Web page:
This student thought that the show had good potential when it came to talking about certain issues, like mental health, that students go through but the experience in the show got ruined by the fact that the main characters didn’t feel like high school students.

This show could have been great for high school students or middle schoolers coming to be high school students if only the scenarios were a little more realistic. While they aren’t impossible scenarios to happen they did feel very exaggerated which made it less enjoyable overall.

The intended audience for this show is those currently attending high school and those who will attend high school in due time. Although anyone can watch it, it is initially intended for younger audiences.

(An image of two characters walking through the hallway in outfits clearly standing out against the crowd Credit @/HBOmax)

The inspiration to make this show originally came from another show with the same premise. It was an Israeli show created by Ron Leshem but instead with an American twist.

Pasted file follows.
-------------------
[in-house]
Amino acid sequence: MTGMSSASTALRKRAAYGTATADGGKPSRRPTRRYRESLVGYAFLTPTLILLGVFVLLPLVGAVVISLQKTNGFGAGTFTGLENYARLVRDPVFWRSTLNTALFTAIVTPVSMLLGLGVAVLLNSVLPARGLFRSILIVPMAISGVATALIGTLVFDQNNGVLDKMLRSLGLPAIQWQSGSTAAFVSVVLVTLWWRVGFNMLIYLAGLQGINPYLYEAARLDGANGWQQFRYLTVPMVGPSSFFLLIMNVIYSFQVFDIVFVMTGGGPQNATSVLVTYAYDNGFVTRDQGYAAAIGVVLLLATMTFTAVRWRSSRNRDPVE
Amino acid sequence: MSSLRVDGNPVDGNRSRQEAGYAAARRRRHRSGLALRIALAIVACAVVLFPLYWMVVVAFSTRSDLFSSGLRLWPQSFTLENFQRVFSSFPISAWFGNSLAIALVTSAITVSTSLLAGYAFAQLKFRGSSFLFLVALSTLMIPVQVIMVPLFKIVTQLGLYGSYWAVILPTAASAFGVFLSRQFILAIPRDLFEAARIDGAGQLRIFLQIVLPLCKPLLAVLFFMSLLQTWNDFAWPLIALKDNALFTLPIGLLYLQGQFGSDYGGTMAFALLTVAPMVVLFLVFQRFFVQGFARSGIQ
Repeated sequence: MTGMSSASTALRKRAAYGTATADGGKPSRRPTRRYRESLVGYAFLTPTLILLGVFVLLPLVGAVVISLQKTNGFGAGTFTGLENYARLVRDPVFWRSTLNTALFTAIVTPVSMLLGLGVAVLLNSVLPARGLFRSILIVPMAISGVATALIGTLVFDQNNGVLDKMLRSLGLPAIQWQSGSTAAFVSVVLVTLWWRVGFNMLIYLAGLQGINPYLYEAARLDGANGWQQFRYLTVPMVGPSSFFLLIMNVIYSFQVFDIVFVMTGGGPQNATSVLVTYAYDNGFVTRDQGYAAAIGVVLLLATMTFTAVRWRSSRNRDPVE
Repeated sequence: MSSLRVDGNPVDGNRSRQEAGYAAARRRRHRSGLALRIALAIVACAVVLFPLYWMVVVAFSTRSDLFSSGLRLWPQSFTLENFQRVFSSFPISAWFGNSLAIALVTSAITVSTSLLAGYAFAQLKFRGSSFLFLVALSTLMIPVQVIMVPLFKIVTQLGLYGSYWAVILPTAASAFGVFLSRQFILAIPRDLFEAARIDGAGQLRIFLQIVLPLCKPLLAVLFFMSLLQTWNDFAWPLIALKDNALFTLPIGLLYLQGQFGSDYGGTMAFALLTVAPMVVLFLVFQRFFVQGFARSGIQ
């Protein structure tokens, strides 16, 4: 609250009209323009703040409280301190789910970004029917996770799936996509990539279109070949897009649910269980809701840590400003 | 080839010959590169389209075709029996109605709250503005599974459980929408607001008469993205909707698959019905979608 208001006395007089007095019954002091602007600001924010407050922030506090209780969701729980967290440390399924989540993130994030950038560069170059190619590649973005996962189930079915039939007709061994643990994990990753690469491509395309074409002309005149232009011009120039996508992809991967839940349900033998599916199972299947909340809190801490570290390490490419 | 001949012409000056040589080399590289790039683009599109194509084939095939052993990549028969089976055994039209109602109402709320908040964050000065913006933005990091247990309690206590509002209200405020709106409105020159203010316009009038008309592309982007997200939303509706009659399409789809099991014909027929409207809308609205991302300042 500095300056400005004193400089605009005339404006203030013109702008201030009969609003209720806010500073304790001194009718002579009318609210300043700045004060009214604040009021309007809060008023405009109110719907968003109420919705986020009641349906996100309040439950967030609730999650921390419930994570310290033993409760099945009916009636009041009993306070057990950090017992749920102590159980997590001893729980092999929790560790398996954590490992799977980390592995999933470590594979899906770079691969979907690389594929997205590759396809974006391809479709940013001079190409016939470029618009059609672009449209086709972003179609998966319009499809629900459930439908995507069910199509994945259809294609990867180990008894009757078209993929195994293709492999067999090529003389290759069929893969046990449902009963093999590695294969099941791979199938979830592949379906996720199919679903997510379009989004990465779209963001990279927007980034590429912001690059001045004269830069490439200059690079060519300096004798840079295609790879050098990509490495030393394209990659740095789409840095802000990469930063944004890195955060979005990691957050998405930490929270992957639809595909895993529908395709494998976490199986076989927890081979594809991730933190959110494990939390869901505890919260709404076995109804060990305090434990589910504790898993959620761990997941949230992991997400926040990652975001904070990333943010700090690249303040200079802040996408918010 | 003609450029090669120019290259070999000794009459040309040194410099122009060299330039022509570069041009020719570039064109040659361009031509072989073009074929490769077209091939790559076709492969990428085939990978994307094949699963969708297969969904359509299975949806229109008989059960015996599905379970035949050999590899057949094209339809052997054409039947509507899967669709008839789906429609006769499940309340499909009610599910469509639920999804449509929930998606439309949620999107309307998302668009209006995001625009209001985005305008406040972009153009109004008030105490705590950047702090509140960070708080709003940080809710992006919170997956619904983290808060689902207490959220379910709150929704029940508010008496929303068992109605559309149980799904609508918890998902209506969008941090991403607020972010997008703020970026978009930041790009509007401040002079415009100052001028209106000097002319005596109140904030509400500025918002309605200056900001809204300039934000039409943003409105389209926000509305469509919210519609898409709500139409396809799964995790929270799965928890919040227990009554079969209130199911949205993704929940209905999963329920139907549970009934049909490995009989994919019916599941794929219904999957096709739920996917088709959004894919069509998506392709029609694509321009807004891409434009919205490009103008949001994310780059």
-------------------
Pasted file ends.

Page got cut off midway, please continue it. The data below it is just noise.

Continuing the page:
The creator of Euphoria wanted to capture what it’s like to be a teen in high school in America; Although the only reason it feels inherently American is because of the unrealistic scenarios. American shows and movies are known to be overexaggerated in their way of promoting certain issues and topics.

An example would be how in Twilight they heavily overexaggerate every movement and breathe the characters take. It makes the movie have an awkward feel to it since it feels unrealistic.

The main difference between Euphoria and high school is that people don’t really care about what happens outside their own circle. Many people tend to keep to themselves and are generally private people.  

Many people in high school find people who have similar interests and create groups of friends based on that. If someone stays a part of their group then they are most likely to not care about what is going on with others or if they do judge quietly about the drama surrounding that person. 

This show is the opposite of all of that in a sense because students get into all kinds of things they shouldn’t; a main example of that being drugs, but not all high school students are those who do drugs. 

While there are some students who in high school do drugs there aren’t as many as the show portrays. I think this is mainly due to the fact that in our area high school/middle schools are smaller and kind of well cared for; Also because of our parents who constantly tell us not to do drugs because if we do we’ll fail in life and who wants to disappoint their parents. 

Overall, watching Euphoria was a good 24 hours of my life I’ll never get back, But if you yourself are interested in watching Euphoria it can be found on HBO max. For more information on Euphoria go to their website https://www.hbo.com/euphoria.